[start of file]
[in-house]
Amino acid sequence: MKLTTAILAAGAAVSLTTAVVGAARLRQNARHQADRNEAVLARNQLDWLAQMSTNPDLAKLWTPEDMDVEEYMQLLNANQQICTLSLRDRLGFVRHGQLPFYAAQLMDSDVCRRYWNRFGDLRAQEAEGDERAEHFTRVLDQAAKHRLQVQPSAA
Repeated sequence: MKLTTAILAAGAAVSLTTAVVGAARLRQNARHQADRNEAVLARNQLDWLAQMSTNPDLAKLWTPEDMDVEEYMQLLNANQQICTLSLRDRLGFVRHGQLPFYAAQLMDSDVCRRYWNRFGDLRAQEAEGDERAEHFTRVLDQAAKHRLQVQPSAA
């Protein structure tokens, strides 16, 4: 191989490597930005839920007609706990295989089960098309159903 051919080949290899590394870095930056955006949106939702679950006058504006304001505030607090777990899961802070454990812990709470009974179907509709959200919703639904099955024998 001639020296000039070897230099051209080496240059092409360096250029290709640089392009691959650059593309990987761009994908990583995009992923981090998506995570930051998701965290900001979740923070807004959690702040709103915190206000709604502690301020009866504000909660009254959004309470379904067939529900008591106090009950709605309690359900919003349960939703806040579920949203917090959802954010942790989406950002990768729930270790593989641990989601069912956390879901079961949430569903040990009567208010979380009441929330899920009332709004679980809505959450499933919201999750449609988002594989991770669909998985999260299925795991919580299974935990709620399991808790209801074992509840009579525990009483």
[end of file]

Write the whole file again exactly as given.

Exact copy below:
[in-house]
Amino acid sequence: MKLTTAILAAGAAVSLTTAVVGAARLRQNARHQADRNEAVLARNQLDWLAQMSTNPDLAKLWTPEDMDVEEYMQLLNANQQICTLSLRDRLGFVRHGQLPFYAAQLMDSDVCRRYWNRFGDLRAQEAEGDERAEHFTRVLDQAAKHRLQVQPSAA
Repeated sequence: MKLTTAILAAGAAVSLTTAVVGAARLRQNARHQADRNEAVLARNQLDWLAQMSTNPDLAKLWTPEDMDVEEYMQLLNANQQICTLSLRDRLGFVRHGQLPFYAAQLMDSDVCRRYWNRFGDLRAQEAEGDERAEHFTRVLDQAAKHRLQVQPSAA
């Protein structure tokens, strides 16, 4: 191989490597930005839920007609706990295989089960098309159903 051919080949290899590394870095930056955006949106939702679950006058504006304001505030607090777990899961802070454990812990709470009974179907509709959200919703639904099955024998 001639020296000039070897230099051209080496240059092409360096250029290709640089392009691959650059593309990987761009994908990583995009992923981090998506995570930051998701965290900001979740923070807004959690702040709103915190206000709604502690301020009866504000909660009254959004309470379904067939529900008591106090009950709605309690359900919003349960939703806040579920949203917090959802954010942790989406950002990768729930270790593989641990989601069912956390879901079961949430569903040990009567208010979380009441929330899920009332709004679980809505959450499933919201999750449609988002594989991770669909998985999260299925795991919580299974935990709620399991808790209801074992509840009579525990009483």